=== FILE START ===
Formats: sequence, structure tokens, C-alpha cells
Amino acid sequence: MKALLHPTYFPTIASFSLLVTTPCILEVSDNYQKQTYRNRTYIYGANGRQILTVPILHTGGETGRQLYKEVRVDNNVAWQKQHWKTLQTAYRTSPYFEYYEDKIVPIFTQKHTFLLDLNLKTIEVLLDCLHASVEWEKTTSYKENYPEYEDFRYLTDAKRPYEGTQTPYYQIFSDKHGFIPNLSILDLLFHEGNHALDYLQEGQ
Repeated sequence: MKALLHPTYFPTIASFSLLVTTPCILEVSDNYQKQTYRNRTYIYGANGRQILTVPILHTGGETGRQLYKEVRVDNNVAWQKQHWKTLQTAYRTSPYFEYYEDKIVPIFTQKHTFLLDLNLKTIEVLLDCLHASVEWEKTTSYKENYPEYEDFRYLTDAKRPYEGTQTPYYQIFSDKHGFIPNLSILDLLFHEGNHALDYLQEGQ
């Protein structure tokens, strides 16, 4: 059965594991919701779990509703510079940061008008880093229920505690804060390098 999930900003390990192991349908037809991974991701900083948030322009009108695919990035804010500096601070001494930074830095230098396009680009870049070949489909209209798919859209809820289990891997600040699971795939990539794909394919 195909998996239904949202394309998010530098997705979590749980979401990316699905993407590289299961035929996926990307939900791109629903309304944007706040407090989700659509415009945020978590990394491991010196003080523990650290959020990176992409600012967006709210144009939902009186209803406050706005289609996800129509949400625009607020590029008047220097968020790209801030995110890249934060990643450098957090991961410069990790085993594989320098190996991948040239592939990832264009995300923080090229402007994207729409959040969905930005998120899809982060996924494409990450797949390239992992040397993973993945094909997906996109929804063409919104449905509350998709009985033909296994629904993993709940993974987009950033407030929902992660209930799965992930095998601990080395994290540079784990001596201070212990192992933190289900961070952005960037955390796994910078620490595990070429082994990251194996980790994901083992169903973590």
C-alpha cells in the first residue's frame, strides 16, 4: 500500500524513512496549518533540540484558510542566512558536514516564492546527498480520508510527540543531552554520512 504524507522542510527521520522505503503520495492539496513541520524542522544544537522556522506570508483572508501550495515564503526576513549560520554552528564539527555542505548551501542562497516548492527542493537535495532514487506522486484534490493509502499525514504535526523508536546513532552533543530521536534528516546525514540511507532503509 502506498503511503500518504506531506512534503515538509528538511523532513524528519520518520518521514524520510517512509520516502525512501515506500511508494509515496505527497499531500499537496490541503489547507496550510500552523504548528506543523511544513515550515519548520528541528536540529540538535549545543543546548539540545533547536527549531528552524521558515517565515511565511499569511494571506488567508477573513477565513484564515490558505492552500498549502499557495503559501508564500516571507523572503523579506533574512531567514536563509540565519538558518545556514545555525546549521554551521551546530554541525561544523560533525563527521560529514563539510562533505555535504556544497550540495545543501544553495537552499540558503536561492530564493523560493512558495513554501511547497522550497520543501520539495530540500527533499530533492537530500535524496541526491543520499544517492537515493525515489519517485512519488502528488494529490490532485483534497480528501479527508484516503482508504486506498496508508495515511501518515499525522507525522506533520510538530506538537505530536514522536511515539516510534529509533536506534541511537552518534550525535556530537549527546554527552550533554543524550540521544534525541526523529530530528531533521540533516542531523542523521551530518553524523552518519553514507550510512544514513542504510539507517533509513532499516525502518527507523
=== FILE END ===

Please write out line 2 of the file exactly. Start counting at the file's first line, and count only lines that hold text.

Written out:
Amino acid sequence: MKALLHPTYFPTIASFSLLVTTPCILEVSDNYQKQTYRNRTYIYGANGRQILTVPILHTGGETGRQLYKEVRVDNNVAWQKQHWKTLQTAYRTSPYFEYYEDKIVPIFTQKHTFLLDLNLKTIEVLLDCLHASVEWEKTTSYKENYPEYEDFRYLTDAKRPYEGTQTPYYQIFSDKHGFIPNLSILDLLFHEGNHALDYLQEGQ